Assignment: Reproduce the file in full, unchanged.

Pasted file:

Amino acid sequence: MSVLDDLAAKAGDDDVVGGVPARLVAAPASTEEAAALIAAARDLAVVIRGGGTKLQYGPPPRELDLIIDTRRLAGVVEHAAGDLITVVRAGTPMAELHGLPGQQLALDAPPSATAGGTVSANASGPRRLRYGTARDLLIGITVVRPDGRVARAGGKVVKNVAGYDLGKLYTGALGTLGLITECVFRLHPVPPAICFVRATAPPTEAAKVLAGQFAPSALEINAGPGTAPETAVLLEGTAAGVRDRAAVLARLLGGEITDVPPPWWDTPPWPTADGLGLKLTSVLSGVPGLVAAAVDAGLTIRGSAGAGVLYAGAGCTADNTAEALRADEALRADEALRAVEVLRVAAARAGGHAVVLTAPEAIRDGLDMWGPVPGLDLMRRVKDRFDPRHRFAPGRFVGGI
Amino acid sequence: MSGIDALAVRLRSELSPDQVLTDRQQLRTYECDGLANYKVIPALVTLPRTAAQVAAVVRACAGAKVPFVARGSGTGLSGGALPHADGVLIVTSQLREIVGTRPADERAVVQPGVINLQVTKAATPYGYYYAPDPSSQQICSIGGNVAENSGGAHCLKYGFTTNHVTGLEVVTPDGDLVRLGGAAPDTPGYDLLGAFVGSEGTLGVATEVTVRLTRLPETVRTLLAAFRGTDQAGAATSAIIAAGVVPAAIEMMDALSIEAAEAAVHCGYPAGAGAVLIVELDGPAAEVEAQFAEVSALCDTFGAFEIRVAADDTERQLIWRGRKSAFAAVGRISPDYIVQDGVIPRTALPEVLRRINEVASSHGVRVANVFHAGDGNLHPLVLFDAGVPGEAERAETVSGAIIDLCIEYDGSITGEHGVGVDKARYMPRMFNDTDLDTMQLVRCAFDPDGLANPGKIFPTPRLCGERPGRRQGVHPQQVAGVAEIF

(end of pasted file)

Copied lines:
Amino acid sequence: MSVLDDLAAKAGDDDVVGGVPARLVAAPASTEEAAALIAAARDLAVVIRGGGTKLQYGPPPRELDLIIDTRRLAGVVEHAAGDLITVVRAGTPMAELHGLPGQQLALDAPPSATAGGTVSANASGPRRLRYGTARDLLIGITVVRPDGRVARAGGKVVKNVAGYDLGKLYTGALGTLGLITECVFRLHPVPPAICFVRATAPPTEAAKVLAGQFAPSALEINAGPGTAPETAVLLEGTAAGVRDRAAVLARLLGGEITDVPPPWWDTPPWPTADGLGLKLTSVLSGVPGLVAAAVDAGLTIRGSAGAGVLYAGAGCTADNTAEALRADEALRADEALRAVEVLRVAAARAGGHAVVLTAPEAIRDGLDMWGPVPGLDLMRRVKDRFDPRHRFAPGRFVGGI
Amino acid sequence: MSGIDALAVRLRSELSPDQVLTDRQQLRTYECDGLANYKVIPALVTLPRTAAQVAAVVRACAGAKVPFVARGSGTGLSGGALPHADGVLIVTSQLREIVGTRPADERAVVQPGVINLQVTKAATPYGYYYAPDPSSQQICSIGGNVAENSGGAHCLKYGFTTNHVTGLEVVTPDGDLVRLGGAAPDTPGYDLLGAFVGSEGTLGVATEVTVRLTRLPETVRTLLAAFRGTDQAGAATSAIIAAGVVPAAIEMMDALSIEAAEAAVHCGYPAGAGAVLIVELDGPAAEVEAQFAEVSALCDTFGAFEIRVAADDTERQLIWRGRKSAFAAVGRISPDYIVQDGVIPRTALPEVLRRINEVASSHGVRVANVFHAGDGNLHPLVLFDAGVPGEAERAETVSGAIIDLCIEYDGSITGEHGVGVDKARYMPRMFNDTDLDTMQLVRCAFDPDGLANPGKIFPTPRLCGERPGRRQGVHPQQVAGVAEIF